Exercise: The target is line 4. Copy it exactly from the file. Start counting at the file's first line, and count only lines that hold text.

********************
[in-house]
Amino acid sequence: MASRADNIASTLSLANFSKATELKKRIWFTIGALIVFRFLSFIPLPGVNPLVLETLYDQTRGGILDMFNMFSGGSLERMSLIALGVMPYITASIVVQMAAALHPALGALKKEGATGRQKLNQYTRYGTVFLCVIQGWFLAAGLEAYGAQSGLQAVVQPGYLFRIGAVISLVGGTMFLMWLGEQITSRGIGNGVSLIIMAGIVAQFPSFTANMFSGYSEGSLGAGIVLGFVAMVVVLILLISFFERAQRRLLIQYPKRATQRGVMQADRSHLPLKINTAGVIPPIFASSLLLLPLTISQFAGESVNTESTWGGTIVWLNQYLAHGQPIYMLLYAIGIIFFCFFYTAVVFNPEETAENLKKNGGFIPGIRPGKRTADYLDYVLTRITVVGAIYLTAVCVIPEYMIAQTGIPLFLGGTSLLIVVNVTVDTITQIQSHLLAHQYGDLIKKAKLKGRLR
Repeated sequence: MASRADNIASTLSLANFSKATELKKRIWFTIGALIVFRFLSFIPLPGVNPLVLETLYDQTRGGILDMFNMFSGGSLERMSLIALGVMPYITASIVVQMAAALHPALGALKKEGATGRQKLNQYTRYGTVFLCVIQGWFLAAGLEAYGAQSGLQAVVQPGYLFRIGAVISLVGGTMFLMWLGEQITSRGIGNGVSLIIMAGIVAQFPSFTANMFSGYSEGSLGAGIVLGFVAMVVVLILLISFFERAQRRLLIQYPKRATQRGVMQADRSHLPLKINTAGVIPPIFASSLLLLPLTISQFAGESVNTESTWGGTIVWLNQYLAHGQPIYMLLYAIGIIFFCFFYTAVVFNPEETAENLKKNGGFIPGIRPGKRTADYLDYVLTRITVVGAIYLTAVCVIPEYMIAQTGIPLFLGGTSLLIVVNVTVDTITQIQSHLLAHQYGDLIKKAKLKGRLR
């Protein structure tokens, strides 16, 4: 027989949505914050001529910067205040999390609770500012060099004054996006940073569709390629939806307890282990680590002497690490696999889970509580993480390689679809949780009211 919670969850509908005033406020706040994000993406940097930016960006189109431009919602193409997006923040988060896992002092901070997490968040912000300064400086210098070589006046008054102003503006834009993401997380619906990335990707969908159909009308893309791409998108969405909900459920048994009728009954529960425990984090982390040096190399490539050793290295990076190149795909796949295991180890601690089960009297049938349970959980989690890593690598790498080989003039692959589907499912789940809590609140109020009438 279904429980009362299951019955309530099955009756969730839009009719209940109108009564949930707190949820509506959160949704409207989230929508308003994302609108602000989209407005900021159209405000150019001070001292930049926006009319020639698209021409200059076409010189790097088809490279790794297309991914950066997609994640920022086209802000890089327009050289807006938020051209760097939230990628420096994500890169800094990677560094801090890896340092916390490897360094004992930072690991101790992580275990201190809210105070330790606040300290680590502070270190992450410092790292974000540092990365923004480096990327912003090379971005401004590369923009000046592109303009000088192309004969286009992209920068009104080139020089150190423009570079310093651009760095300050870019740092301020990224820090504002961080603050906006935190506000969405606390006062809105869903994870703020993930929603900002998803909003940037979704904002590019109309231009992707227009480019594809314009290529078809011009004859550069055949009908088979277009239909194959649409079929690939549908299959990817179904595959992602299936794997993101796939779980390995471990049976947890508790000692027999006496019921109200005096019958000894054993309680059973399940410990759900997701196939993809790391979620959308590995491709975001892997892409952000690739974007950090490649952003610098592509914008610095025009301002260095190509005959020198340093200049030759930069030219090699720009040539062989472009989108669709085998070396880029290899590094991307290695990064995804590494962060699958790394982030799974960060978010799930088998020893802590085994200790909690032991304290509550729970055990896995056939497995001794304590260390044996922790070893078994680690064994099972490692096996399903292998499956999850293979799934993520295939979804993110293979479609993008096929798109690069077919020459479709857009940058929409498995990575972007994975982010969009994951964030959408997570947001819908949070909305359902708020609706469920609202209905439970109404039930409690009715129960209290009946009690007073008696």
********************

């Protein structure tokens, strides 16, 4: 027989949505914050001529910067205040999390609770500012060099004054996006940073569709390629939806307890282990680590002497690490696999889970509580993480390689679809949780009211 919670969850509908005033406020706040994000993406940097930016960006189109431009919602193409997006923040988060896992002092901070997490968040912000300064400086210098070589006046008054102003503006834009993401997380619906990335990707969908159909009308893309791409998108969405909900459920048994009728009954529960425990984090982390040096190399490539050793290295990076190149795909796949295991180890601690089960009297049938349970959980989690890593690598790498080989003039692959589907499912789940809590609140109020009438 279904429980009362299951019955309530099955009756969730839009009719209940109108009564949930707190949820509506959160949704409207989230929508308003994302609108602000989209407005900021159209405000150019001070001292930049926006009319020639698209021409200059076409010189790097088809490279790794297309991914950066997609994640920022086209802000890089327009050289807006938020051209760097939230990628420096994500890169800094990677560094801090890896340092916390490897360094004992930072690991101790992580275990201190809210105070330790606040300290680590502070270190992450410092790292974000540092990365923004480096990327912003090379971005401004590369923009000046592109303009000088192309004969286009992209920068009104080139020089150190423009570079310093651009760095300050870019740092301020990224820090504002961080603050906006935190506000969405606390006062809105869903994870703020993930929603900002998803909003940037979704904002590019109309231009992707227009480019594809314009290529078809011009004859550069055949009908088979277009239909194959649409079929690939549908299959990817179904595959992602299936794997993101796939779980390995471990049976947890508790000692027999006496019921109200005096019958000894054993309680059973399940410990759900997701196939993809790391979620959308590995491709975001892997892409952000690739974007950090490649952003610098592509914008610095025009301002260095190509005959020198340093200049030759930069030219090699720009040539062989472009989108669709085998070396880029290899590094991307290695990064995804590494962060699958790394982030799974960060978010799930088998020893802590085994200790909690032991304290509550729970055990896995056939497995001794304590260390044996922790070893078994680690064994099972490692096996399903292998499956999850293979799934993520295939979804993110293979479609993008096929798109690069077919020459479709857009940058929409498995990575972007994975982010969009994951964030959408997570947001819908949070909305359902708020609706469920609202209905439970109404039930409690009715129960209290009946009690007073008696």